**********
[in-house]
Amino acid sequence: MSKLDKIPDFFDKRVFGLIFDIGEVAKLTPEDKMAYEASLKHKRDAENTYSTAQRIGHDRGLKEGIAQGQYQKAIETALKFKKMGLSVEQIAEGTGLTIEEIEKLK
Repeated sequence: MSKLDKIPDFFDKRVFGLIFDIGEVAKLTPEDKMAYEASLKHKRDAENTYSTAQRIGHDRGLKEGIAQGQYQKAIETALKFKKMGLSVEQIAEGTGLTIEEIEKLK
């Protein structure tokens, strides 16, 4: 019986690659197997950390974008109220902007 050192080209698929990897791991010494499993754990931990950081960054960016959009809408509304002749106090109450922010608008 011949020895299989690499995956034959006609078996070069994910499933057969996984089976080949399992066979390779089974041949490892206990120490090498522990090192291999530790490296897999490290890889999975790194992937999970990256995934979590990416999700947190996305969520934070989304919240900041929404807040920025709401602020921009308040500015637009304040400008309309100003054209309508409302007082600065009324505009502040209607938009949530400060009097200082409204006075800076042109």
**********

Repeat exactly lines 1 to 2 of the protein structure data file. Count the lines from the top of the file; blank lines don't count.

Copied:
[in-house]
Amino acid sequence: MSKLDKIPDFFDKRVFGLIFDIGEVAKLTPEDKMAYEASLKHKRDAENTYSTAQRIGHDRGLKEGIAQGQYQKAIETALKFKKMGLSVEQIAEGTGLTIEEIEKLK